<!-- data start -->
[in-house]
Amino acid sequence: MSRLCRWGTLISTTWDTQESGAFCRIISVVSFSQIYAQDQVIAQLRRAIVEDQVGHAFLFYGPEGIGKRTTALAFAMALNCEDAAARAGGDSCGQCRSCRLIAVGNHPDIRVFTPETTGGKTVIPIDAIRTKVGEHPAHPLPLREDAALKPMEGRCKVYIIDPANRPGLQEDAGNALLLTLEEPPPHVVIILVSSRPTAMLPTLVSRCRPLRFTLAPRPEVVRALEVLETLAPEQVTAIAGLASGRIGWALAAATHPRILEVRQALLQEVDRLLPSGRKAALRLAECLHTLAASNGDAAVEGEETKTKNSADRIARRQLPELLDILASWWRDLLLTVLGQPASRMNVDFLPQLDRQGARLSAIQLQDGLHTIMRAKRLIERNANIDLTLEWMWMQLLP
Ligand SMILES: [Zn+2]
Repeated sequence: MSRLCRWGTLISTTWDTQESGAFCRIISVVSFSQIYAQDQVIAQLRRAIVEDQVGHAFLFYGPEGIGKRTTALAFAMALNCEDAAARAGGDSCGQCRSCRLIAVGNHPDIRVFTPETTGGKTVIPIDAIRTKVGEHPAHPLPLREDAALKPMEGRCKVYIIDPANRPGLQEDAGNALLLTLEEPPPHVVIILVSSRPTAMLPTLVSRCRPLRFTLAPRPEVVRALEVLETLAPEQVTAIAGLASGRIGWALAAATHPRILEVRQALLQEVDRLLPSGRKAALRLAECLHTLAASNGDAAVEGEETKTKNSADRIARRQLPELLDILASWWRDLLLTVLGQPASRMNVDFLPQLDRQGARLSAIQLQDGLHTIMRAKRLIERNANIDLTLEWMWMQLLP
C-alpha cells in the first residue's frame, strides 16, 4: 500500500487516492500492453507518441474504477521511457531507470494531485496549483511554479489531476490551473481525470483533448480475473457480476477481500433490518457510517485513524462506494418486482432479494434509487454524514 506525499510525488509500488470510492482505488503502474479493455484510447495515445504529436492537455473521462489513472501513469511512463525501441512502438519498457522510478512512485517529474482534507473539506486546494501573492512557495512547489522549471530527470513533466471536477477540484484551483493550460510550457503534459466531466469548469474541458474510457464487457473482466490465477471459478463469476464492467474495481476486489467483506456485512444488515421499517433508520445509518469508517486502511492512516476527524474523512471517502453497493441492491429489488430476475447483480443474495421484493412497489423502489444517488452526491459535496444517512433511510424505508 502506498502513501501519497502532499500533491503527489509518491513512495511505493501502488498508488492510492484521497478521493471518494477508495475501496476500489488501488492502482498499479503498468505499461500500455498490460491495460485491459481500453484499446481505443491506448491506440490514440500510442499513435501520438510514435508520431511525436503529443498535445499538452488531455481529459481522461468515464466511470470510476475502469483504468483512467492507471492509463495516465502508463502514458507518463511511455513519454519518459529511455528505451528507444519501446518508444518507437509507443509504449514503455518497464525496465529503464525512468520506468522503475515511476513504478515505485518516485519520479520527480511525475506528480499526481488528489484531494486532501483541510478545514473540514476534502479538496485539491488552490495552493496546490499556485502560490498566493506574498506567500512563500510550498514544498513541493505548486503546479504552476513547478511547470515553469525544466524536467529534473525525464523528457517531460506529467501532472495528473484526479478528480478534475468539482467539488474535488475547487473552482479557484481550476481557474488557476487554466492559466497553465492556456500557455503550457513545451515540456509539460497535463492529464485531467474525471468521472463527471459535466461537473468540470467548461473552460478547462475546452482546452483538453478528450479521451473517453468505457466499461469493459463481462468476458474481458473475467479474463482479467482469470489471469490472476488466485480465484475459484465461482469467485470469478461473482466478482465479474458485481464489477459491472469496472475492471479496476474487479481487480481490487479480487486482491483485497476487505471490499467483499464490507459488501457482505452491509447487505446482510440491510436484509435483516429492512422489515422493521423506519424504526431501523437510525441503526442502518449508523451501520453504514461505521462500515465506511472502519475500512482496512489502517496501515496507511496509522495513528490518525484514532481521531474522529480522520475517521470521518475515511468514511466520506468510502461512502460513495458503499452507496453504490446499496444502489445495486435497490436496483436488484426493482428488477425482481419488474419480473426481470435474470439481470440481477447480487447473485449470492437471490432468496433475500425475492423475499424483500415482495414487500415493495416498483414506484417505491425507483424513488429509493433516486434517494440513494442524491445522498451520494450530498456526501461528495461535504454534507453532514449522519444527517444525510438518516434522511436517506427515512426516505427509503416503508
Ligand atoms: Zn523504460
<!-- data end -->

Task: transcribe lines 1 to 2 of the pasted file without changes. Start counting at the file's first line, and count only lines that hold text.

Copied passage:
[in-house]
Amino acid sequence: MSRLCRWGTLISTTWDTQESGAFCRIISVVSFSQIYAQDQVIAQLRRAIVEDQVGHAFLFYGPEGIGKRTTALAFAMALNCEDAAARAGGDSCGQCRSCRLIAVGNHPDIRVFTPETTGGKTVIPIDAIRTKVGEHPAHPLPLREDAALKPMEGRCKVYIIDPANRPGLQEDAGNALLLTLEEPPPHVVIILVSSRPTAMLPTLVSRCRPLRFTLAPRPEVVRALEVLETLAPEQVTAIAGLASGRIGWALAAATHPRILEVRQALLQEVDRLLPSGRKAALRLAECLHTLAASNGDAAVEGEETKTKNSADRIARRQLPELLDILASWWRDLLLTVLGQPASRMNVDFLPQLDRQGARLSAIQLQDGLHTIMRAKRLIERNANIDLTLEWMWMQLLP